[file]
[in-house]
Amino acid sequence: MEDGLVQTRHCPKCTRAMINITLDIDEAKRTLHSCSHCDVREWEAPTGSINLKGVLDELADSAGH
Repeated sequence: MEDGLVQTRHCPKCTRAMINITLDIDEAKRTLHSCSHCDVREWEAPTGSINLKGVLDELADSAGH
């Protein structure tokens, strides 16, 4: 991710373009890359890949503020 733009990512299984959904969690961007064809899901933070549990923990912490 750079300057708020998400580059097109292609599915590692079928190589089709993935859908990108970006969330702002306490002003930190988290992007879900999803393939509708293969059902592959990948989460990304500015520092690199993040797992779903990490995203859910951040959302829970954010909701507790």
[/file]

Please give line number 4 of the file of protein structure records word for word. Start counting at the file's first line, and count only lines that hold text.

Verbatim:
């Protein structure tokens, strides 16, 4: 991710373009890359890949503020 733009990512299984959904969690961007064809899901933070549990923990912490 750079300057708020998400580059097109292609599915590692079928190589089709993935859908990108970006969330702002306490002003930190988290992007879900999803393939509708293969059902592959990948989460990304500015520092690199993040797992779903990490995203859910951040959302829970954010909701507790």